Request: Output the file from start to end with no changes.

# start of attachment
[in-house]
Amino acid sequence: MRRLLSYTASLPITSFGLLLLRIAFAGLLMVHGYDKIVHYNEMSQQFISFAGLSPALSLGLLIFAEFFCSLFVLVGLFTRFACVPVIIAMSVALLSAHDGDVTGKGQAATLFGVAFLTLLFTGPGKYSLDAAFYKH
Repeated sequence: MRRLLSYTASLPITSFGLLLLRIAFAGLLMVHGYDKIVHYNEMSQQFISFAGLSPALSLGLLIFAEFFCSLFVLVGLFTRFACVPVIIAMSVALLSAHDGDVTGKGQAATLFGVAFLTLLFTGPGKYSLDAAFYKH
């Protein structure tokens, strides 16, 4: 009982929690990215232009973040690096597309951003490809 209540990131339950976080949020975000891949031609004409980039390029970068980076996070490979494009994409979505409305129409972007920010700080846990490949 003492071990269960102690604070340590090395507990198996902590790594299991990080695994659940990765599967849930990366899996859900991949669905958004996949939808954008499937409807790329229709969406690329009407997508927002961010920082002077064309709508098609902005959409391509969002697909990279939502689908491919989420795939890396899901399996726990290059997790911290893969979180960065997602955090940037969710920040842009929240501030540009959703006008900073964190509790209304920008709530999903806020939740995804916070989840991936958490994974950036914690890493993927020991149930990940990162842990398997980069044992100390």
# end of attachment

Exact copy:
[in-house]
Amino acid sequence: MRRLLSYTASLPITSFGLLLLRIAFAGLLMVHGYDKIVHYNEMSQQFISFAGLSPALSLGLLIFAEFFCSLFVLVGLFTRFACVPVIIAMSVALLSAHDGDVTGKGQAATLFGVAFLTLLFTGPGKYSLDAAFYKH
Repeated sequence: MRRLLSYTASLPITSFGLLLLRIAFAGLLMVHGYDKIVHYNEMSQQFISFAGLSPALSLGLLIFAEFFCSLFVLVGLFTRFACVPVIIAMSVALLSAHDGDVTGKGQAATLFGVAFLTLLFTGPGKYSLDAAFYKH
């Protein structure tokens, strides 16, 4: 009982929690990215232009973040690096597309951003490809 209540990131339950976080949020975000891949031609004409980039390029970068980076996070490979494009994409979505409305129409972007920010700080846990490949 003492071990269960102690604070340590090395507990198996902590790594299991990080695994659940990765599967849930990366899996859900991949669905958004996949939808954008499937409807790329229709969406690329009407997508927002961010920082002077064309709508098609902005959409391509969002697909990279939502689908491919989420795939890396899901399996726990290059997790911290893969979180960065997602955090940037969710920040842009929240501030540009959703006008900073964190509790209304920008709530999903806020939740995804916070989840991936958490994974950036914690890493993927020991149930990940990162842990398997980069044992100390």